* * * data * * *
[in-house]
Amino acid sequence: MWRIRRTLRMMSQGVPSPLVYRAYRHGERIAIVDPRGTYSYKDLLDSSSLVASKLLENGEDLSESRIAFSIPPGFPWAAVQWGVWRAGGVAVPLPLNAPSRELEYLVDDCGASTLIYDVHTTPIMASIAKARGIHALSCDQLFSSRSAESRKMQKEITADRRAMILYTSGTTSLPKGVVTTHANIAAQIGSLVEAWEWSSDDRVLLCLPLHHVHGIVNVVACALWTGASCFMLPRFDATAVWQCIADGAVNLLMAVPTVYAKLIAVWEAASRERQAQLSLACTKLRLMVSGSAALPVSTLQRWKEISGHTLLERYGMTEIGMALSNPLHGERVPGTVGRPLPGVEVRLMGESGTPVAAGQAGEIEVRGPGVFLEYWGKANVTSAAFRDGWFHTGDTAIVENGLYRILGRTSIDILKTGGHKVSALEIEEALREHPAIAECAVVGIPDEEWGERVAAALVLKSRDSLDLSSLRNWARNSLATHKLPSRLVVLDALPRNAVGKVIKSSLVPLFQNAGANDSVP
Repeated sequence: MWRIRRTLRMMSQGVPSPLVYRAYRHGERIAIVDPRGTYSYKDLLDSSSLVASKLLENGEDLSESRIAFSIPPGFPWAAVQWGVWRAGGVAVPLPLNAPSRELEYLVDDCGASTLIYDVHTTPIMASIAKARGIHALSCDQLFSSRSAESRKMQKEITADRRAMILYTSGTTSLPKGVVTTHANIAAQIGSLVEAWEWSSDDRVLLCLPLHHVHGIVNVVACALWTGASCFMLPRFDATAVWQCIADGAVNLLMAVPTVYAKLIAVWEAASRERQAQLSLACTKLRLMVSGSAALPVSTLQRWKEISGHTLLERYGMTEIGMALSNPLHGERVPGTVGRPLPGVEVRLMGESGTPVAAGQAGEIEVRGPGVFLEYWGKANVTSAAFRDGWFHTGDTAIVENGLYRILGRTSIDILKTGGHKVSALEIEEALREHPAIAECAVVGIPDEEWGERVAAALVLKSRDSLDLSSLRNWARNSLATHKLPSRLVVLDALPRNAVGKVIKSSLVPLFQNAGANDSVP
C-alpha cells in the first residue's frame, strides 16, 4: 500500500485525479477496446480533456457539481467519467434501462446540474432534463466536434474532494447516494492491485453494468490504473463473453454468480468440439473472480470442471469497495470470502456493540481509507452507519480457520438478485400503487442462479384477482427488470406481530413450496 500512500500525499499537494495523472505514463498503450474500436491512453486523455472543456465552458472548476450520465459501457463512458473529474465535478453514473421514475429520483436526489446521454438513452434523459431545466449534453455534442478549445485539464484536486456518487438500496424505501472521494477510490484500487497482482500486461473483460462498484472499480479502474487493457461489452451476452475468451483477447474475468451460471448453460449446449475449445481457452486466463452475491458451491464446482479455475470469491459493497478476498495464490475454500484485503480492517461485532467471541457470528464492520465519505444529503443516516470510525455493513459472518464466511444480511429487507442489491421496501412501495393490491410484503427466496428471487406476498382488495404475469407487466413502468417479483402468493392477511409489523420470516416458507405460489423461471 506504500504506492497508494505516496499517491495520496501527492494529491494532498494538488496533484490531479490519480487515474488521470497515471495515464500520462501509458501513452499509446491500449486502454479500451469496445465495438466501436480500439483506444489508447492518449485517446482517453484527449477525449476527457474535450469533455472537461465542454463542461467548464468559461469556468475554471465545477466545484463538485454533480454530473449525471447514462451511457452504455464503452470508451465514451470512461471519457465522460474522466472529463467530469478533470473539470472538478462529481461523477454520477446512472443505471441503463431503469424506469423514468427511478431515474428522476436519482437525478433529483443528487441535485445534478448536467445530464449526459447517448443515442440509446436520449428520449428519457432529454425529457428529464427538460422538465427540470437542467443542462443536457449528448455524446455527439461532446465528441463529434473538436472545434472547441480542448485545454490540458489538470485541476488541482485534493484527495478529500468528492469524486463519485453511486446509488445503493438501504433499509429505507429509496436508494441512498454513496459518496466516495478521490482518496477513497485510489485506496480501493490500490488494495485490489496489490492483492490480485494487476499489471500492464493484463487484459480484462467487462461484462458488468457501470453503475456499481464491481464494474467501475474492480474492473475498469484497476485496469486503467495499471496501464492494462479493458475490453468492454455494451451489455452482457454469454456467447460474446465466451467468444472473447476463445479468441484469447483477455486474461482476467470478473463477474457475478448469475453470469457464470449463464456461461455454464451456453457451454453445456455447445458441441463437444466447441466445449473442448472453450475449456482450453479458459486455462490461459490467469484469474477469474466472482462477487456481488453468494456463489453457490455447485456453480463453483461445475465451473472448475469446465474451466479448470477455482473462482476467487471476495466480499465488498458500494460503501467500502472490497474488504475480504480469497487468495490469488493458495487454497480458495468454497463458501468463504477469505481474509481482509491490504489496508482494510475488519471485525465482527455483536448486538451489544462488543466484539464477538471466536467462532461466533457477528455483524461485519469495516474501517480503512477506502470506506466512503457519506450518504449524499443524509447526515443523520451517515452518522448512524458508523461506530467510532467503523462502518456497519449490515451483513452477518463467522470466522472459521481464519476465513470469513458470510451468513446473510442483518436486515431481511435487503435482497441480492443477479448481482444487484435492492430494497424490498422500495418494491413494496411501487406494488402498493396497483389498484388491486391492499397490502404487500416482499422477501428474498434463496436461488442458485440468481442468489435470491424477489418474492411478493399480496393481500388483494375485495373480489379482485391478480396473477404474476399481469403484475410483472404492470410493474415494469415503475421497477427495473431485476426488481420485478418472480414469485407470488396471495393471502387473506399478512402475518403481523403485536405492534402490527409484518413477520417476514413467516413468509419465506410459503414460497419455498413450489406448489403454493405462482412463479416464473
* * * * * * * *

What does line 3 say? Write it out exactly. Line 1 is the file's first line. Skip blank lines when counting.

Repeated sequence: MWRIRRTLRMMSQGVPSPLVYRAYRHGERIAIVDPRGTYSYKDLLDSSSLVASKLLENGEDLSESRIAFSIPPGFPWAAVQWGVWRAGGVAVPLPLNAPSRELEYLVDDCGASTLIYDVHTTPIMASIAKARGIHALSCDQLFSSRSAESRKMQKEITADRRAMILYTSGTTSLPKGVVTTHANIAAQIGSLVEAWEWSSDDRVLLCLPLHHVHGIVNVVACALWTGASCFMLPRFDATAVWQCIADGAVNLLMAVPTVYAKLIAVWEAASRERQAQLSLACTKLRLMVSGSAALPVSTLQRWKEISGHTLLERYGMTEIGMALSNPLHGERVPGTVGRPLPGVEVRLMGESGTPVAAGQAGEIEVRGPGVFLEYWGKANVTSAAFRDGWFHTGDTAIVENGLYRILGRTSIDILKTGGHKVSALEIEEALREHPAIAECAVVGIPDEEWGERVAAALVLKSRDSLDLSSLRNWARNSLATHKLPSRLVVLDALPRNAVGKVIKSSLVPLFQNAGANDSVP